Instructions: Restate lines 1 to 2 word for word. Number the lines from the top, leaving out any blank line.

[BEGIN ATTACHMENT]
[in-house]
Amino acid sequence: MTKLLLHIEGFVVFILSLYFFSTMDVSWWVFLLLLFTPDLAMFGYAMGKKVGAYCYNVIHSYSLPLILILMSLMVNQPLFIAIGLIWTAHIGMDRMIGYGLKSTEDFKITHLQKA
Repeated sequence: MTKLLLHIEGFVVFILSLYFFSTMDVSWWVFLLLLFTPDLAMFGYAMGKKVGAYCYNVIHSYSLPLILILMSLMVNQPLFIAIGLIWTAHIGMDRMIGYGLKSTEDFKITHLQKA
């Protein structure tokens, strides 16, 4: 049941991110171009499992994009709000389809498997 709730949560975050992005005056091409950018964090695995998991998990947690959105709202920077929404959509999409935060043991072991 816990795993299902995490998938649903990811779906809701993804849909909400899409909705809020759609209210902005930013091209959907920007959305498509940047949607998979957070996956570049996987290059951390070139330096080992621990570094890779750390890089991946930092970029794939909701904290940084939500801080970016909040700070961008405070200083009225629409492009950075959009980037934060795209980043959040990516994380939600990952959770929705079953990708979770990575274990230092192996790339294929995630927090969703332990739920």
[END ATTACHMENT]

[in-house]
Amino acid sequence: MTKLLLHIEGFVVFILSLYFFSTMDVSWWVFLLLLFTPDLAMFGYAMGKKVGAYCYNVIHSYSLPLILILMSLMVNQPLFIAIGLIWTAHIGMDRMIGYGLKSTEDFKITHLQKA